PURPOSE: To monitor progression of cerebral blood flow deterioration, this study used consecutive surface SPECT to evaluate the feasibility of brain surface displays (BSD) to follow Alzheimer’s disease (AD) to determine whether overtime is a consistent feature of the disease.
METHODS: Eighteen men (mean age, 75.7 years) with probable Alzheimer’s disease (AD), with moderate to profound dementia indicated by the Mini-Mental State Examination (MMSE; median score, 10; range, 0 to 19), underwent brain Tc-99m ethyl cysteinate dimer SPECT. Brain SPECTs were obtained using a three-head gamma camera. Brain surface displays (BSD) were reconstructed from transaxial data using a threshold of 55% of the maximum pixel count. A second series of SPECTs were obtained after 5 to 23 months (except for one, which was done after 60 months). Each BSD was graded semiquantitatively, by visual interpretation, from zero to 8 (normal = 0, mild = 2, moderate = 4, severe = 6, and profound = 8) depending on the extent of the perfusion defects in the frontal, temporal, or parietal (or all of these) pattern of AD. MMSE scores were used to calculate “time index” values for estimating severity at the time of the SPECTs.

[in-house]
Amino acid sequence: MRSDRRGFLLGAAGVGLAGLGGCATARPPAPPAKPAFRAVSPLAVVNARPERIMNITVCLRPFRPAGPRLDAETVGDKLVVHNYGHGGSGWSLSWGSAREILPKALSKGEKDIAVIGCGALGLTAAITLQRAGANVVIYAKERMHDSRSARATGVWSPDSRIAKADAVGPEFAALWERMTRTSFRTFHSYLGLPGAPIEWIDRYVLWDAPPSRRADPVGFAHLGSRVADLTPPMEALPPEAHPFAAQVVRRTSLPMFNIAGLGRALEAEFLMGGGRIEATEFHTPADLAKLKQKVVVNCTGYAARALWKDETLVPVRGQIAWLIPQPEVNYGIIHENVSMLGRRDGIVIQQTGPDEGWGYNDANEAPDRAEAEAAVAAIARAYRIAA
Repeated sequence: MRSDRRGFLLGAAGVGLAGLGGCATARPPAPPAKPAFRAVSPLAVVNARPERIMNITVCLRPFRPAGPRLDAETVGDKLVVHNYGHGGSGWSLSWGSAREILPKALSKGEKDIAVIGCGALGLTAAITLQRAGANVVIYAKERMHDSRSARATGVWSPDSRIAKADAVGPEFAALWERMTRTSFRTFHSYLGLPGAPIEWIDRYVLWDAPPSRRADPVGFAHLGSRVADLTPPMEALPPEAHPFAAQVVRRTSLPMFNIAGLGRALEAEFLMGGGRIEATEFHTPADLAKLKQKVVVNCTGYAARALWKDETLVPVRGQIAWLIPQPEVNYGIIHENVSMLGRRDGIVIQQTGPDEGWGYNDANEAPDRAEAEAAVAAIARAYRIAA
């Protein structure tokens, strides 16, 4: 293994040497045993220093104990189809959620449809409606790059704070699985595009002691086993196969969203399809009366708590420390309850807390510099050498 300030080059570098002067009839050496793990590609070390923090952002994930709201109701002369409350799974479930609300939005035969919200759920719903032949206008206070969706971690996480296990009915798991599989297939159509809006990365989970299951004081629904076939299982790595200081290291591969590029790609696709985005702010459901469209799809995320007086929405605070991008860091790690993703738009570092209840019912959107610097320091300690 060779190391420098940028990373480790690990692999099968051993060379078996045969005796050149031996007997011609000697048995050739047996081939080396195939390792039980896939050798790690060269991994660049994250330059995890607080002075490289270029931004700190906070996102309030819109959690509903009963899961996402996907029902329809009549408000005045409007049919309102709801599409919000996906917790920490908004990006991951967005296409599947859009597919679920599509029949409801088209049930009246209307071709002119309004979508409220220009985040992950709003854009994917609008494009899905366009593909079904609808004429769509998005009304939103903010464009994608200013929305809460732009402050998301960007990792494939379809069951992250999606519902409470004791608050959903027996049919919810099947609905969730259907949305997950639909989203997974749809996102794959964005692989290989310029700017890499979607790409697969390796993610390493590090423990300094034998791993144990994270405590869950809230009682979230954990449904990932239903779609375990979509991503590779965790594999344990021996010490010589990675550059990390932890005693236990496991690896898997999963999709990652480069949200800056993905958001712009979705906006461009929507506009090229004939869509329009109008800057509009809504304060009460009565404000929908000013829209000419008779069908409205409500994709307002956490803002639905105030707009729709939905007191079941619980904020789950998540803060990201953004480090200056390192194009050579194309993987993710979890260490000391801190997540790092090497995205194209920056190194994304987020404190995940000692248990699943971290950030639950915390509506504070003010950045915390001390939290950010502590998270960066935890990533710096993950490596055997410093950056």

RESULTS: The initial BSD scores correlated significantly with dementia severity (r = 0.71, P < 0.001). All 18 patients had decreased blood flow on consecutive SPECTs. Scores for BSD progressed at a rate of 2.5 +/- 1.7 points per year and correlated significantly with the time interval between the scans (r = 0.71; P < 0.001).
CONCLUSIONS: The BSDs of SPECT scan data have considerable objective discriminatory power for assessing the severity and progression of AD-related hypoperfusion, particularly in the moderate to profound dementia ranges, and is potentially more reliable than the MMSE. Consecutive BSDs simplify SPECT image interpretation for measuring loss of brain function over time and could be useful for assessing the efficacy of therapeutic interventions for AD patients such as vitamin E and cholinesterase inhibitors.
Source: Clin Nucl Med 1999 Oct;24(10):773-7
PMID: 10512103, UI: 99440654
(Nuclear Medicine Service, VA Medical Center, Lexington, Kentucky 40511, USA.)